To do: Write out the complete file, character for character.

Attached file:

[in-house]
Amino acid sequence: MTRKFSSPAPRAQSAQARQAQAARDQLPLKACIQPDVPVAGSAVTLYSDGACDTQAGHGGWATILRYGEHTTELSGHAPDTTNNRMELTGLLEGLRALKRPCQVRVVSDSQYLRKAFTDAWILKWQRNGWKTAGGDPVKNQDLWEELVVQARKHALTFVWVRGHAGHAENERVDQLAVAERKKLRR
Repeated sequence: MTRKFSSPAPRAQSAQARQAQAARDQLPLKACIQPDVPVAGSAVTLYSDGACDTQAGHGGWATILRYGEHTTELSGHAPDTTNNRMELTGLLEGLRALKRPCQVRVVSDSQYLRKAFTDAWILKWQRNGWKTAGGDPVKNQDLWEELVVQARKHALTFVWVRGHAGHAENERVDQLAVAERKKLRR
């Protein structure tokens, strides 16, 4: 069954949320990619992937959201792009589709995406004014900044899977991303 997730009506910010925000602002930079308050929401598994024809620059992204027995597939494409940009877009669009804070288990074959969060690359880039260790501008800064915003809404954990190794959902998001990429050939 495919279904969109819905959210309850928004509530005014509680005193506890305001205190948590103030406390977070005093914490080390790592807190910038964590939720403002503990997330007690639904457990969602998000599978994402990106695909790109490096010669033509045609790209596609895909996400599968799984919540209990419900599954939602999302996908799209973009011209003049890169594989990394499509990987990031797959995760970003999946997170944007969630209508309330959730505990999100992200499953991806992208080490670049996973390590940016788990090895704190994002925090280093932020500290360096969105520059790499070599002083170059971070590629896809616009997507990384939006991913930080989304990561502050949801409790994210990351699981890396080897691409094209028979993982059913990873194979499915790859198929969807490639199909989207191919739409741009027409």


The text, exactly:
[in-house]
Amino acid sequence: MTRKFSSPAPRAQSAQARQAQAARDQLPLKACIQPDVPVAGSAVTLYSDGACDTQAGHGGWATILRYGEHTTELSGHAPDTTNNRMELTGLLEGLRALKRPCQVRVVSDSQYLRKAFTDAWILKWQRNGWKTAGGDPVKNQDLWEELVVQARKHALTFVWVRGHAGHAENERVDQLAVAERKKLRR
Repeated sequence: MTRKFSSPAPRAQSAQARQAQAARDQLPLKACIQPDVPVAGSAVTLYSDGACDTQAGHGGWATILRYGEHTTELSGHAPDTTNNRMELTGLLEGLRALKRPCQVRVVSDSQYLRKAFTDAWILKWQRNGWKTAGGDPVKNQDLWEELVVQARKHALTFVWVRGHAGHAENERVDQLAVAERKKLRR
């Protein structure tokens, strides 16, 4: 069954949320990619992937959201792009589709995406004014900044899977991303 997730009506910010925000602002930079308050929401598994024809620059992204027995597939494409940009877009669009804070288990074959969060690359880039260790501008800064915003809404954990190794959902998001990429050939 495919279904969109819905959210309850928004509530005014509680005193506890305001205190948590103030406390977070005093914490080390790592807190910038964590939720403002503990997330007690639904457990969602998000599978994402990106695909790109490096010669033509045609790209596609895909996400599968799984919540209990419900599954939602999302996908799209973009011209003049890169594989990394499509990987990031797959995760970003999946997170944007969630209508309330959730505990999100992200499953991806992208080490670049996973390590940016788990090895704190994002925090280093932020500290360096969105520059790499070599002083170059971070590629896809616009997507990384939006991913930080989304990561502050949801409790994210990351699981890396080897691409094209028979993982059913990873194979499915790859198929969807490639199909989207191919739409741009027409």